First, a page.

Not much of a prototype, I’d say. Auditing would have to be done using a scientific methodology with a certification process. In this case, the assessment of stations has been done in what appears to be an arbitrary and amatuerish way that won’t add much value. Was the objective to certify the results or simply to cause confusion? Based on the approach used, I’d say the latter.

    In any event, has this ‘review’ improved the datasets or altered the observed trends. Not significantly it appears.

  28. #28 bigcitylib
    September 19, 2007

    #27 Actually, I think the purpose was to demonstrate that, once data from the “bad” stations had been dropped, there would be a divergence from the official record as compiled by Gisstemp. Once this was demonstrated NOT to be the case, Steve and Anthony immediately backed away from their analysis and started raising this nonsense about applying accounting principles to the gathering of temperature data.

    They’ve tried to change the subject, in other words.

  29. #29 jb
    September 19, 2007

    If Watts et al have applied “accounting/auditing methods” to their photo-shoot, I’d like to know what those are.

    Some of the photos include measurements to things like AC’s and parking lots and some of them don’t. I’m not even sure how watts is “classifying” sites without such measurements.

    To take Anthony Watts’ classification of these stations at face value is just ridiculous. He may claim to be following a classification system established by climate scientists, but that does not mean he has correctly applied the scheme and that his classifications are correct.

    I think its premature to be re-calculating results based on Watts’ classification of sites before that has been validated by climate scientists.

    The real irony here is that the “Climate Auditors” have been as loose with their standards as they are claiming NOAA and others have been.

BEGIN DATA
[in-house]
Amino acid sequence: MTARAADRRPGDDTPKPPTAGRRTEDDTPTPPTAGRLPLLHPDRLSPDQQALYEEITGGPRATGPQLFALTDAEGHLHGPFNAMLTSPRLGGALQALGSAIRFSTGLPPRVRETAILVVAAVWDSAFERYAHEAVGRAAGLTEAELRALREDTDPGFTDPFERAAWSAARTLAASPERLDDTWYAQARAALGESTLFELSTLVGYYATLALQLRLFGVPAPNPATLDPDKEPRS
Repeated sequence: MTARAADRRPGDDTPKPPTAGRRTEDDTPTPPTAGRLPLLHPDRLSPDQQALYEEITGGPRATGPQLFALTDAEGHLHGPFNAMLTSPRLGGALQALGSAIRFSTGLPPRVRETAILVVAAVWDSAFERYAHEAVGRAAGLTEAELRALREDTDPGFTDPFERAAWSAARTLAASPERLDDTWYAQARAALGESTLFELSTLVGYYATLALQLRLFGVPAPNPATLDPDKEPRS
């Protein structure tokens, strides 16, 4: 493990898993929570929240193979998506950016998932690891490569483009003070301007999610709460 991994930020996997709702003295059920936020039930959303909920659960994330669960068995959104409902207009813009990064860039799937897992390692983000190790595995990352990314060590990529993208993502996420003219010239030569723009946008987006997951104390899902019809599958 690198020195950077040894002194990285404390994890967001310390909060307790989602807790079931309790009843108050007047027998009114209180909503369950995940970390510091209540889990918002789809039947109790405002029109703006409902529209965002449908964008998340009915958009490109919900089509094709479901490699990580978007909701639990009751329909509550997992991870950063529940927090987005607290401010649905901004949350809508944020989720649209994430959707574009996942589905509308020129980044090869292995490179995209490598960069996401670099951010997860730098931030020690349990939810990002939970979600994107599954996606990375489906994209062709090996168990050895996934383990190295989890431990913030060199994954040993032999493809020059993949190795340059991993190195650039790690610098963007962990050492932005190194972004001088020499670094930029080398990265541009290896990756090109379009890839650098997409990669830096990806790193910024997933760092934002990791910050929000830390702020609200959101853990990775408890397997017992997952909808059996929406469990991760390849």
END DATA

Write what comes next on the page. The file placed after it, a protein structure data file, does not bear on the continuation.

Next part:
30. #30 Eli Rabett
    September 19, 2007

    Hell, Watt, Pielke Sr. and McIntyre KNEW that whichever way you sliced the stations, the trend was the same. There are a zillion papers out there showing it to be the case.

  31. #31 sod
    September 19, 2007

    i kept telling them, that the station categories are not a good way to judge those stations, as the only important factor is a CHANGE in station environment.

    i kept asking 3 simple questions on the stations types:

    1. what is the meaning of error >= 5°C

    2. how much reading of Leroy did you guys do?

    3. do you agree, that a type 5 station can produce better CLIMATE TREND results, than a type 1 station does?

    then a nice uy from meteo france showed up and provided the answers:
    http://www.climateaudit.org/?p=2069#comment-138764

  32. #32 dhogaza
    September 19, 2007

    To take Anthony Watts’ classification of these stations at face value is just ridiculous.

    Clearly what’s needed is a Climate Audit Audit project :)

  33. #33 Hank Roberts
    September 19, 2007

    Can’t fault their enthusiasm.

    The thing about science is, it’s apt to draw in even those who have strong beliefs about what’s real, because the real world does keep intruding and asking to be counted and measured — twice, or thrice, and again.

    Far better than if they were reading theology books for answers, eh?

  34. #34 Markus Massmünster
    September 20, 2007

    Yes, Roberts, religion without science is blind, but science without religion is lame (Albert Einstein). This science is exciting and i just LOVE asking questions. I am very happy to learn a lot in this blog and comments thread. Thanks, Hans, j, Sean, Richard, bigcitylib, jb, Eli, sod, and even dhogaza and Roberts for your valuable imputs.

  35. #35 Hans Erren
    September 23, 2007

    Hans wrote:

    “What do the graphs look like if you take 1901-1930 as the reference period?”

    something like this…
    http://home.casema.nl/errenwijlens/co2/crn5-crn12rev_giss_0130.gif

    Kudos to JohnV for the data.

  36. #37 Dave Dardinger
    September 24, 2007

    And in case anyone here doesn’t get Han’s point, we’re looking at trends in the graph at top, not absolute temperatures (just as they are in the info Jones or Hanson put out). As Han’s graph shows quite clearly there’s a .4 deg C difference between good and bad sites. Now admittedly it’s the #4 sites which are the most common and therefore they should be compared with the #1&2 sites to get an idea what the true bias in the surface temps are, but it’s very likely not negligable.

  37. #38 John Cross
    September 24, 2007

    Dave: I am not so sure I agree with the starting point that Hans picked, however what I am struck by is that after reading about how bad the class 5 stations are we see that the bias is actually pretty small.

    As some on here have been very eager to point out in the past, the class 5 stations are those supposed to have a minimum error of 5 degrees C. The fact that the error is not just smaller but so much smaller shoots holes in just about every argument I have read over the past month.